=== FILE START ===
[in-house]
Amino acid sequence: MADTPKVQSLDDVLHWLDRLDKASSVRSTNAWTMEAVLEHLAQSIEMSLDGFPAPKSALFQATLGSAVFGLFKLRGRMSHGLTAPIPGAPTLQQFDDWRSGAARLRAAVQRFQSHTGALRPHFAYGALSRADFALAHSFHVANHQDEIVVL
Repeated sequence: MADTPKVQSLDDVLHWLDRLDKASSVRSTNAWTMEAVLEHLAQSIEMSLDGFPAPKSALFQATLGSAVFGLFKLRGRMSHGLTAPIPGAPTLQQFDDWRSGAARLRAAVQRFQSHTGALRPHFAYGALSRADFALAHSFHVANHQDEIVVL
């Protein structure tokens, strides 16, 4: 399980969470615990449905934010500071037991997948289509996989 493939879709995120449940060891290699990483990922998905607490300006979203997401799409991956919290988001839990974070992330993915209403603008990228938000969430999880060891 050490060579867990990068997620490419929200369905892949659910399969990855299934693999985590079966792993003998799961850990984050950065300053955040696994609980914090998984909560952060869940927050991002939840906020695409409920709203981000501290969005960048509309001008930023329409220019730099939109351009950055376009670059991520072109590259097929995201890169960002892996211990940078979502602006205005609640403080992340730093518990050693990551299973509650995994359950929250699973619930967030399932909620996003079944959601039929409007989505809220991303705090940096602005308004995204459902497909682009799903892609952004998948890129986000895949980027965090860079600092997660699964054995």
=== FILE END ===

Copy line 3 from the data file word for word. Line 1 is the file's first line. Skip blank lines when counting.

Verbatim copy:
Repeated sequence: MADTPKVQSLDDVLHWLDRLDKASSVRSTNAWTMEAVLEHLAQSIEMSLDGFPAPKSALFQATLGSAVFGLFKLRGRMSHGLTAPIPGAPTLQQFDDWRSGAARLRAAVQRFQSHTGALRPHFAYGALSRADFALAHSFHVANHQDEIVVL